The literal translation of Hiskarshus is "connection." The simple definition of connection is influence. If one person's life has been affected, has been influenced by another, there exists a connection between them. The more that one person's life has been affected by the other, the stronger the connecttion Even though this is not something quantifiable, there is a myriad of degrees, and always room for improvement.

When Chassidus tackles the issue of a "connection" with G-d it sets a couple things as primary pillars. A connection can only truly exist if we make G-d a part of OUR lives. If our relationship is only due to what G-d has done to our forefathers in Egypt, or we view G-d purely as this abstract ineffable being, then there is no hope that we can make G-d part of our lives. In turn, the more of your life that you allow G-dliness to enter, the stronger the connection.

It's been twenty years. The generation of bochurim today never saw the Rebbe. As best, the Rebbe is real through a dollar, a picture, a Tanya, a video, a building. For many, the Rebbe is real as a concept. I am not saying that we should expect, (or even believe possible), that the Rebbe can be as real to us as he was to the previous generation. That being said, however much the Rebbe can be a part of our lives, the main point is that a connection only exists if the Rebbe is pertinent in OUR lives.

Mashpiim, Shluchim, and the like may have the best intentions. Aware that this generation is the first ever to not personally experience a corporeal Rebbe, they try their best to give over what the Rebbe was/is. But they can only give us what the Rebbe was to THEM. They do not, and can not, relate to how we perceive reality. If we just become parrots, repeating all the "chassidishe slang" that we were given, we have lost the whole point. Our Rebbe can not become the Rebbe of our forefathers.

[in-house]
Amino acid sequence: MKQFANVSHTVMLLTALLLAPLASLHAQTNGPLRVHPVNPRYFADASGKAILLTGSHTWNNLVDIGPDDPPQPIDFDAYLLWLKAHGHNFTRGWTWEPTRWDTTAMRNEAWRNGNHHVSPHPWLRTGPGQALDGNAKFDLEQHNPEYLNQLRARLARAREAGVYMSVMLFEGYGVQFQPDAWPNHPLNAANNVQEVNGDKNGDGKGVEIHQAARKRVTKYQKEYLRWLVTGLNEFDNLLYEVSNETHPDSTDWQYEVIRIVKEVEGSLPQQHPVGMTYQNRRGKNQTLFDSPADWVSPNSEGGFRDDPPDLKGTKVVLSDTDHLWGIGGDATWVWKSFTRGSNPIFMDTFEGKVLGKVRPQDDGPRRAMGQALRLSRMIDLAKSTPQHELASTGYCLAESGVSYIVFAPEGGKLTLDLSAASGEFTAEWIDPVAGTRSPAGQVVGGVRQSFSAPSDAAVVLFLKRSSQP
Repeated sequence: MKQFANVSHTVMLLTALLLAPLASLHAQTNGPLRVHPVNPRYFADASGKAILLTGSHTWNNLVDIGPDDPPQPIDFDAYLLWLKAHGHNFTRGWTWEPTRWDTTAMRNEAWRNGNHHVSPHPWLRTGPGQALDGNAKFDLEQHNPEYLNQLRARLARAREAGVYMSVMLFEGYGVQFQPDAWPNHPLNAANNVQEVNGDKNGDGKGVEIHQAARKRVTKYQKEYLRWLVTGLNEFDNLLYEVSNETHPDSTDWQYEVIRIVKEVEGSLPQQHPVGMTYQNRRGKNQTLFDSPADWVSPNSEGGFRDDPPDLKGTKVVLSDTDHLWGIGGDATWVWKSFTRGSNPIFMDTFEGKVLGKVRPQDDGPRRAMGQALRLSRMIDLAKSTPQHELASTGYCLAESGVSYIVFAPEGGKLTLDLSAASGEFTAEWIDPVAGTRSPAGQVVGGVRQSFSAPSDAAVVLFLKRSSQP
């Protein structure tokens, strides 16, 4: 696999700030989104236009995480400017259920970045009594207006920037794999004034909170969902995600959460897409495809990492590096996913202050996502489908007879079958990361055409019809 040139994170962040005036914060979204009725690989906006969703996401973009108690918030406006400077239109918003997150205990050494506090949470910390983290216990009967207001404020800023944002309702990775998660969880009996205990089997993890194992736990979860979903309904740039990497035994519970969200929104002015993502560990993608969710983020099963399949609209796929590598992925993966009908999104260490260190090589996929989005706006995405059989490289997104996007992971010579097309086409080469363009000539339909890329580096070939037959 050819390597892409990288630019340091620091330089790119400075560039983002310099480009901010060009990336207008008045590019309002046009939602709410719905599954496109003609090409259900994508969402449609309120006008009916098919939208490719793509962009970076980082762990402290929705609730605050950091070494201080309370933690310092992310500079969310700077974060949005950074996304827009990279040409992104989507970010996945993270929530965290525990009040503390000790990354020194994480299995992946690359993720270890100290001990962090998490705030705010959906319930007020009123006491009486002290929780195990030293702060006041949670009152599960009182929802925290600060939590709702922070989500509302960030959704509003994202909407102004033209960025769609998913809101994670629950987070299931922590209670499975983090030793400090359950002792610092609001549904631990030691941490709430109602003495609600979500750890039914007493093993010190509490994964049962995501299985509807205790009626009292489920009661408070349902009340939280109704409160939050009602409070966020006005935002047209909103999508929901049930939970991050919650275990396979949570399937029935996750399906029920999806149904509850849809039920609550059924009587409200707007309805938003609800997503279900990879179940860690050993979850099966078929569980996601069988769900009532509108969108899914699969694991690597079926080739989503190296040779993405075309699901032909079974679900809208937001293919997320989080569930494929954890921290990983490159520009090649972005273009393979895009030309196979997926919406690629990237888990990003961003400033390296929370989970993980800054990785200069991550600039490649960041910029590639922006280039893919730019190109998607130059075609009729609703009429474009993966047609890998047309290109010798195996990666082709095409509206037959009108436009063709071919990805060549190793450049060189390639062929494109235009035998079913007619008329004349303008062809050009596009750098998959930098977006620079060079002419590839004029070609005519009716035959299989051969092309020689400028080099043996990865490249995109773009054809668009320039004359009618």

The time for revolution has come.

Rabbeinu HaKodesh looked around his generation and realized that if everything just stayed status quo, the Torah would be forgotten. Even though it said that "One should write down the Oral Torah", he had the foresight to realize that it was either not writing the Oral Torah or no Torah at all. We now can see how pivotal that decision was.

The Ba'al ShemTov looked around his generation and saw that people were in state of faintness (physically and spiritually). If everything stayed status quo, Judaism would of died in Russia. Even though it was accepted that the esoteric part of Torah should be kept privatized, past down from scholar to scholar, unfit for the layman, the Ba'al ShemTov disseminated it to all Jews everywhere. We can now see how crucial that decision was.